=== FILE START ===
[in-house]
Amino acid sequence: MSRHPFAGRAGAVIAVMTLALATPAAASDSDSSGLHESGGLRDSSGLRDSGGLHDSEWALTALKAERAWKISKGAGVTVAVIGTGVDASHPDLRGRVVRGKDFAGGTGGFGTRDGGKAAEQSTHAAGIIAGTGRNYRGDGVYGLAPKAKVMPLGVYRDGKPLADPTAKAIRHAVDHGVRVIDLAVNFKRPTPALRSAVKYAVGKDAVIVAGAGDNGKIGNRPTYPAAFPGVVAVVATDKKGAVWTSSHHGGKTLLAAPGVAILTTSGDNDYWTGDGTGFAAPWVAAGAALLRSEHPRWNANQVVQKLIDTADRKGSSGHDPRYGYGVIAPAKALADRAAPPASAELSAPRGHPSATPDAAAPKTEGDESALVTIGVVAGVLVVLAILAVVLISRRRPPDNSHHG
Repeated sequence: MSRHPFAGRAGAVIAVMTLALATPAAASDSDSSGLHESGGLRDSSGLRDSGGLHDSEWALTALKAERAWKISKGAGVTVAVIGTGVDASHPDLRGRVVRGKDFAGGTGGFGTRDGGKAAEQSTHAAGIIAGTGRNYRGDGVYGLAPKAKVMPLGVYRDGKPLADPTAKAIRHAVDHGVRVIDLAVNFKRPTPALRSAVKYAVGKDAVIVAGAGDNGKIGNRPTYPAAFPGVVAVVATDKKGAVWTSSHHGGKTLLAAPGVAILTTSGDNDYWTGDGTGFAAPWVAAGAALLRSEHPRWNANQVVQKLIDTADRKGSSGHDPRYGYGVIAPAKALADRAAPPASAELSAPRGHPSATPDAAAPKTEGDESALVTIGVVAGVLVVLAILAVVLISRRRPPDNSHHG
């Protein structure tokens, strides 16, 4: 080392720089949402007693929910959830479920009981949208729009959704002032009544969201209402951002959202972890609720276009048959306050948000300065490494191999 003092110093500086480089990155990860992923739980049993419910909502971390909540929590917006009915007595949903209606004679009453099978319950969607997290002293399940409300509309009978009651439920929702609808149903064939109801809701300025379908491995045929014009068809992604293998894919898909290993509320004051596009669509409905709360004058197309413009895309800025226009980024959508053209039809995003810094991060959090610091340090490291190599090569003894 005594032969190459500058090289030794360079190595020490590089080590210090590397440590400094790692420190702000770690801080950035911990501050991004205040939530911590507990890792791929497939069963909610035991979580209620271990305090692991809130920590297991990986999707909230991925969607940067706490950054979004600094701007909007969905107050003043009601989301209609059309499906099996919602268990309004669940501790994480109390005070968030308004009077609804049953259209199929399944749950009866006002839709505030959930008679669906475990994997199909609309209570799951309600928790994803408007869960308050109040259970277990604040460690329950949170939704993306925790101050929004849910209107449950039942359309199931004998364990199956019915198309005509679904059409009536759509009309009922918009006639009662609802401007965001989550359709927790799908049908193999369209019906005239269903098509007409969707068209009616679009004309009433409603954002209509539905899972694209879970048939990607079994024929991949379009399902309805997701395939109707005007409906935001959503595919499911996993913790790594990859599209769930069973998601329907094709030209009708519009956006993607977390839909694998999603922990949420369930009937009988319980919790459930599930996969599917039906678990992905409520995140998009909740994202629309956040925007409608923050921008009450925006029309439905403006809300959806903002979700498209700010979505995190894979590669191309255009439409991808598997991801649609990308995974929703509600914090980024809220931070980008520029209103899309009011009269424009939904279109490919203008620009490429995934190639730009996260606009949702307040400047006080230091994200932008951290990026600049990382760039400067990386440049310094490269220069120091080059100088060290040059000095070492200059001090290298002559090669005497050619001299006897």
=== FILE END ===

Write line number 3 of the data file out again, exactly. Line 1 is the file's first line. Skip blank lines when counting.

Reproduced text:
Repeated sequence: MSRHPFAGRAGAVIAVMTLALATPAAASDSDSSGLHESGGLRDSSGLRDSGGLHDSEWALTALKAERAWKISKGAGVTVAVIGTGVDASHPDLRGRVVRGKDFAGGTGGFGTRDGGKAAEQSTHAAGIIAGTGRNYRGDGVYGLAPKAKVMPLGVYRDGKPLADPTAKAIRHAVDHGVRVIDLAVNFKRPTPALRSAVKYAVGKDAVIVAGAGDNGKIGNRPTYPAAFPGVVAVVATDKKGAVWTSSHHGGKTLLAAPGVAILTTSGDNDYWTGDGTGFAAPWVAAGAALLRSEHPRWNANQVVQKLIDTADRKGSSGHDPRYGYGVIAPAKALADRAAPPASAELSAPRGHPSATPDAAAPKTEGDESALVTIGVVAGVLVVLAILAVVLISRRRPPDNSHHG